Will Phillies be able to trade Lee?
Jul 28, 2013 at 1:00a ET
If it’s July, Cliff Lee must be on the trade market.
Actually, Lee hasn’t been traded during the season since 2010. Chances are, he will not be traded before the non-waiver deadline at 4 p.m. ET Wednesday. But the Phillies are discussing their All-Star left-hander with other clubs, according to major league sources, creating the possibility of another Lee blockbuster.
One rival executive on Sunday night acknowledged the Phillies’ willingness to trade Lee but said the team would do it only “for a lot!!!” — meaning, a steep package of talent.
The Phils’ demands, however, would be but one obstacle to a deal. The other obstacles would include:
• Lee’s contract:
Lee, 34, is owed nearly $9 million for the rest of this season, salaries of $25 million in both 2014 and ’15 and a $27.5 million option or $12.5 million buyout in ’16.
A team such as the Boston Red Sox or Los Angeles Dodgers might be willing to absorb such a deal but likely would not part with substantial talent unless the Phillies assumed some of the financial burden.
Lee’s contract also includes a 20-team no-trade clause. The Red Sox, New York Yankees, Baltimore Orioles and Texas Rangers are among the teams that would need Lee’s permission to acquire him, sources told FOXSports.com’s Jon Paul Morosi. The St. Louis Cardinals are among the nine teams that could acquire Lee without restriction.
• Time constraints:
Until this weekend, the Phillies seemed undecided about whether they even wanted to trade veterans. Their stance changed after they went 0-6 on a trip to St. Louis and Detroit, falling 11 games behind the Atlanta Braves in the National League East. But now, the non-waiver deadline is only days away.
The Phils, sources said, did extensive background work on teams that might have interest in Lee. But could general manager Ruben Amaro Jr. put together such a major deal so quickly? Rival clubs are skeptical, and Amaro might need to wait until the August waiver period or the offseason if he is serious about trading Lee.
• Amaro’s inexperience as a seller:
Amaro took over as GM on Nov. 1, 2008, the day after the Phillies celebrated their most recent World Series title with a parade down Broad Street in Philadelphia. The team made the playoffs in each of the next three seasons before falling to 81-81 a year ago.
“Ruben has always been a buyer,” one rival executive said. “He doesn’t know how to sell.”
That statement is not exactly true — Amaro last season traded outfielders Shane Victorino and Hunter Pence and right-hander Joe Blanton. But only once before has Amaro moved a player the caliber of Lee — when he sent Lee to the Seattle Mariners as an outgrowth of the deal that brought righty Roy Halladay to Philadelphia in December 2009.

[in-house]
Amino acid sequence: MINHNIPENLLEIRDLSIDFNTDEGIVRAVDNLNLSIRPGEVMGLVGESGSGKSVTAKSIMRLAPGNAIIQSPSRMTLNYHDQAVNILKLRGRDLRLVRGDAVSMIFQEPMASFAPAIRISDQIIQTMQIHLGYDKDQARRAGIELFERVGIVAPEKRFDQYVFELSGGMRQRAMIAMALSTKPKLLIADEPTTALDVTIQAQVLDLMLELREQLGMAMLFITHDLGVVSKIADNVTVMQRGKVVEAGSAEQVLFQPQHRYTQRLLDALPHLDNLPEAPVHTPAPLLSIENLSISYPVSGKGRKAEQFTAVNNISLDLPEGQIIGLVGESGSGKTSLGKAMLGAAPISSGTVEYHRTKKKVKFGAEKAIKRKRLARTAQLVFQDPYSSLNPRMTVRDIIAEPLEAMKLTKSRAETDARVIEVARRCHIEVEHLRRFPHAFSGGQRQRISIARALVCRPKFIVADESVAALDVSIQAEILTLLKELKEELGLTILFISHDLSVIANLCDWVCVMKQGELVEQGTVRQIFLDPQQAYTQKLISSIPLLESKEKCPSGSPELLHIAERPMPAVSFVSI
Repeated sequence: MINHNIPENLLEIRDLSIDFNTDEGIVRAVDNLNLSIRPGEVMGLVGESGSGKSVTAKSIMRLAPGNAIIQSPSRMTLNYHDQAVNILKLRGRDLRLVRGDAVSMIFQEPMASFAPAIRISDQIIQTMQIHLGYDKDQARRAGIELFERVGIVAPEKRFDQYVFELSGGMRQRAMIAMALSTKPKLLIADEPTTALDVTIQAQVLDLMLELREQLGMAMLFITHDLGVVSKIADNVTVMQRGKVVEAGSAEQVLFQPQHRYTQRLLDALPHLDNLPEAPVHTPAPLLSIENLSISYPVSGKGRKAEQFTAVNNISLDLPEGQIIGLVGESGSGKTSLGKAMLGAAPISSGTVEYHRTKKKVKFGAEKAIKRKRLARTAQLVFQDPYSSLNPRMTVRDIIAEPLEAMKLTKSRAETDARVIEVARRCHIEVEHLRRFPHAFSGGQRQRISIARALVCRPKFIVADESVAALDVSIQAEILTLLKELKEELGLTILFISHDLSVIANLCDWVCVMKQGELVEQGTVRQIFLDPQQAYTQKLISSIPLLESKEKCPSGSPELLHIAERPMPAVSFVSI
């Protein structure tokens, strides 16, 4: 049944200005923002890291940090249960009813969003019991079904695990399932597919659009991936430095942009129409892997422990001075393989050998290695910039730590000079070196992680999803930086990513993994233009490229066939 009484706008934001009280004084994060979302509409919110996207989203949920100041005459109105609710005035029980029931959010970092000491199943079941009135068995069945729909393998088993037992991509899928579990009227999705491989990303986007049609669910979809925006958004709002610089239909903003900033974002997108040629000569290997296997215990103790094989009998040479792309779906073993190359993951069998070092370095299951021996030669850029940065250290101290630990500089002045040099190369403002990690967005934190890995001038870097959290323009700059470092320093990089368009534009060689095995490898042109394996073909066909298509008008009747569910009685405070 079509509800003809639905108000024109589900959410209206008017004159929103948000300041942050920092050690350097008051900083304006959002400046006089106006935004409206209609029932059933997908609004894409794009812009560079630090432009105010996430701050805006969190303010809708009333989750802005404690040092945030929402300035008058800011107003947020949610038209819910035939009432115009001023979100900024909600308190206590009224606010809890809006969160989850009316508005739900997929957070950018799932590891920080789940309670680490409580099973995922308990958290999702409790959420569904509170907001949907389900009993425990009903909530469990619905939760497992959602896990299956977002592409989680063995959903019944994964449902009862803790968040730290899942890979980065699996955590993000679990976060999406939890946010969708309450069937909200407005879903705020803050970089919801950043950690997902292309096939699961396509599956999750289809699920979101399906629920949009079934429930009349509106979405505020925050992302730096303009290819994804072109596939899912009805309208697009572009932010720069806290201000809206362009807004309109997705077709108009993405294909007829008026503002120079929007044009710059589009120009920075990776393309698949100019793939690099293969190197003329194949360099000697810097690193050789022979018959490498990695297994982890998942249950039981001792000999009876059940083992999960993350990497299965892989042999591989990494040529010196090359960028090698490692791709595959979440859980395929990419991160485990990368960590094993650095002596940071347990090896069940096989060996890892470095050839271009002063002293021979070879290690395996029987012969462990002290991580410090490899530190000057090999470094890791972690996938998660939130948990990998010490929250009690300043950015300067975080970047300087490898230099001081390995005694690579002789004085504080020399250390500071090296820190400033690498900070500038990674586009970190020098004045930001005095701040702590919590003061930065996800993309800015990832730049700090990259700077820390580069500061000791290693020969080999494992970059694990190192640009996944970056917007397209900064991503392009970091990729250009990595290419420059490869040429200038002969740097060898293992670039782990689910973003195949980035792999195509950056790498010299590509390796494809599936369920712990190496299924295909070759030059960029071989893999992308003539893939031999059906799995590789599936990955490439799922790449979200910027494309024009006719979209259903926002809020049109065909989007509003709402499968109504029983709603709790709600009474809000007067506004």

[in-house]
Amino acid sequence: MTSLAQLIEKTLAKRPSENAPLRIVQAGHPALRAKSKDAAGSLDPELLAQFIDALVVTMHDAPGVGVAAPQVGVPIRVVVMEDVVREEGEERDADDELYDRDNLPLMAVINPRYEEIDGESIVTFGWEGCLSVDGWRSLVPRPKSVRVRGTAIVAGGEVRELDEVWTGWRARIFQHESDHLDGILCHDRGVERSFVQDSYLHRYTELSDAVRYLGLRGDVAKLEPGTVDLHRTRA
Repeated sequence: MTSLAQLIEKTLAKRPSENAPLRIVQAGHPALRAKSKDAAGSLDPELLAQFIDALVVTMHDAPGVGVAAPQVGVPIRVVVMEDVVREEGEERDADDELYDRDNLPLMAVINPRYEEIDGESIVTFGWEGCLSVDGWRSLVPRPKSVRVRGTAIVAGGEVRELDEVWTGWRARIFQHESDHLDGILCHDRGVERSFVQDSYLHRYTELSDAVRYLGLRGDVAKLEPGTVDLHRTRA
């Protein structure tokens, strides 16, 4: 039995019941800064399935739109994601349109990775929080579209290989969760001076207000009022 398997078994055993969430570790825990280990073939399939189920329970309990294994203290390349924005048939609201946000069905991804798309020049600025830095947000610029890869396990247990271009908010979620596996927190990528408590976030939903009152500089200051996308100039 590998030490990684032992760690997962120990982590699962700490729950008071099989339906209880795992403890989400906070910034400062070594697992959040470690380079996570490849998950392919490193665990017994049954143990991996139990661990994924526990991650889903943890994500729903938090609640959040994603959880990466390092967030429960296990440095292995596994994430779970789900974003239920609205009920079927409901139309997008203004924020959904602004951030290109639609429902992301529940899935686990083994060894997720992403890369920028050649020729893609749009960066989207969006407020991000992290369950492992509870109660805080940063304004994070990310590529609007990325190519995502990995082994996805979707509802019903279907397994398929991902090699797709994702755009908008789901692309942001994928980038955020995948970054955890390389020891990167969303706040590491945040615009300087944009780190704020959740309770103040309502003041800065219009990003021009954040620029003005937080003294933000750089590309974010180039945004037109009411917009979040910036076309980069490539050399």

The meager return from Seattle outfielder Tyson Gillies and pitchers Phillippe Aumont and J.C. Ramirez — haunts the Phillies to this day.
• The lack of financial pressure on the Phillies:
The Phils traded Lee in ’09 in part to clear a salary slot for Halladay, who agreed to a three-year, $60 million contract extension after arriving in a separate trade from the Toronto Blue Jays.
That extension might have gone to Lee, but the Phillies at the time believed they could not sign him to a similar deal. So, the Phillies acquired $6 million from the Jays to cover the difference in Halladay’s and Lee’s salaries in ’10, then signed Halladay long-term.
This time, the Phils are under no such constraints, even though left-hander Cole Hamels is in the first year of a $144 million extension and Cuban free-agent right-hander Miguel Alfredo Gonzalez agreed to a five-year, $48 million deal last Friday.
The Phils’ current local TV deal expires after 2015, and their new deal is certain to be a whopper.
They can afford to keep Lee.
• Lee’s stiff neck:
What team would want to trade for an injured pitcher? The Phillies scratched Lee from his start in Detroit on Saturday, raising concern that he might not be healthy.
“I don’t see how they can trade him if he isn’t going to make a start before the deadline,” one rival executive told Morosi.
The injury does not appear to be a ruse; one of Lee’s teammates described it as “totally legit.” If that is the case, however, then Lee qualifies as something of a risk.
Put it all together, and Lee figures to stay put through the non-waiver deadline. The Phillies then could try to trade him in August, but Lee would need to clear waivers. He didn’t last season — the Dodgers claimed him, and the Phillies then pulled him back, wanting no part of a deal.
Of course, this is a player who was traded from Montreal to Cleveland in ‘02, from Cleveland to Philadelphia in ‘09, from Philadelphia to Seattle during the ’09 offseason and from Seattle to Texas in 2010.
It’s July, and Cliff Lee is back on the trade market.
Only a fool would predict an outcome.